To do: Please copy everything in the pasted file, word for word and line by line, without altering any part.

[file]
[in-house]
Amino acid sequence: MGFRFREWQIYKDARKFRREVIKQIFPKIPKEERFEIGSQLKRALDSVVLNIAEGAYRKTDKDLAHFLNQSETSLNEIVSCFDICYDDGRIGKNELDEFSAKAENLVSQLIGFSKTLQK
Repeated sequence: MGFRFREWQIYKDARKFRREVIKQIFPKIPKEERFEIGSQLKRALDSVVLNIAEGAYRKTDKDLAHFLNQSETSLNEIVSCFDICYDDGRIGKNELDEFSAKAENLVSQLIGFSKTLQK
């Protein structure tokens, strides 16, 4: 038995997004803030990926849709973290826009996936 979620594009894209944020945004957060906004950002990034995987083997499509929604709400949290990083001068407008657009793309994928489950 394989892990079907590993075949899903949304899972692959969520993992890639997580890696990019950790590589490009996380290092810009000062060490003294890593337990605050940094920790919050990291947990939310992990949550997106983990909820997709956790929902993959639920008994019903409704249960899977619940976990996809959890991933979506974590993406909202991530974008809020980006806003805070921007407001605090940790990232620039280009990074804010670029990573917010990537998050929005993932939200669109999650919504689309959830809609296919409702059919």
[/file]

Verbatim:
[in-house]
Amino acid sequence: MGFRFREWQIYKDARKFRREVIKQIFPKIPKEERFEIGSQLKRALDSVVLNIAEGAYRKTDKDLAHFLNQSETSLNEIVSCFDICYDDGRIGKNELDEFSAKAENLVSQLIGFSKTLQK
Repeated sequence: MGFRFREWQIYKDARKFRREVIKQIFPKIPKEERFEIGSQLKRALDSVVLNIAEGAYRKTDKDLAHFLNQSETSLNEIVSCFDICYDDGRIGKNELDEFSAKAENLVSQLIGFSKTLQK
């Protein structure tokens, strides 16, 4: 038995997004803030990926849709973290826009996936 979620594009894209944020945004957060906004950002990034995987083997499509929604709400949290990083001068407008657009793309994928489950 394989892990079907590993075949899903949304899972692959969520993992890639997580890696990019950790590589490009996380290092810009000062060490003294890593337990605050940094920790919050990291947990939310992990949550997106983990909820997709956790929902993959639920008994019903409704249960899977619940976990996809959890991933979506974590993406909202991530974008809020980006806003805070921007407001605090940790990232620039280009990074804010670029990573917010990537998050929005993932939200669109999650919504689309959830809609296919409702059919």